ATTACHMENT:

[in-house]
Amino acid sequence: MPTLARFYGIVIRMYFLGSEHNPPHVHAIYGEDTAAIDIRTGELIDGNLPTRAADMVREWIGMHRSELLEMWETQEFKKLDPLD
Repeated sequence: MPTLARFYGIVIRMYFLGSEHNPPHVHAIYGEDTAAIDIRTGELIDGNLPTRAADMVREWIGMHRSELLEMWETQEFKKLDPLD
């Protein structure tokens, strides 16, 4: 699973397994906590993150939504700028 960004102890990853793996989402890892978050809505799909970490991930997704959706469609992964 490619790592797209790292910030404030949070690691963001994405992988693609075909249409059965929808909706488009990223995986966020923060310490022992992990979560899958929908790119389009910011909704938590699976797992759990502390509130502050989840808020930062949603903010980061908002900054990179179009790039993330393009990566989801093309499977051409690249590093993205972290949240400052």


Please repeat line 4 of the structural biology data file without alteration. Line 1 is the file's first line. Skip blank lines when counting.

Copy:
């Protein structure tokens, strides 16, 4: 699973397994906590993150939504700028 960004102890990853793996989402890892978050809505799909970490991930997704959706469609992964 490619790592797209790292910030404030949070690691963001994405992988693609075909249409059965929808909706488009990223995986966020923060310490022992992990979560899958929908790119389009910011909704938590699976797992759990502390509130502050989840808020930062949603903010980061908002900054990179179009790039993330393009990566989801093309499977051409690249590093993205972290949240400052």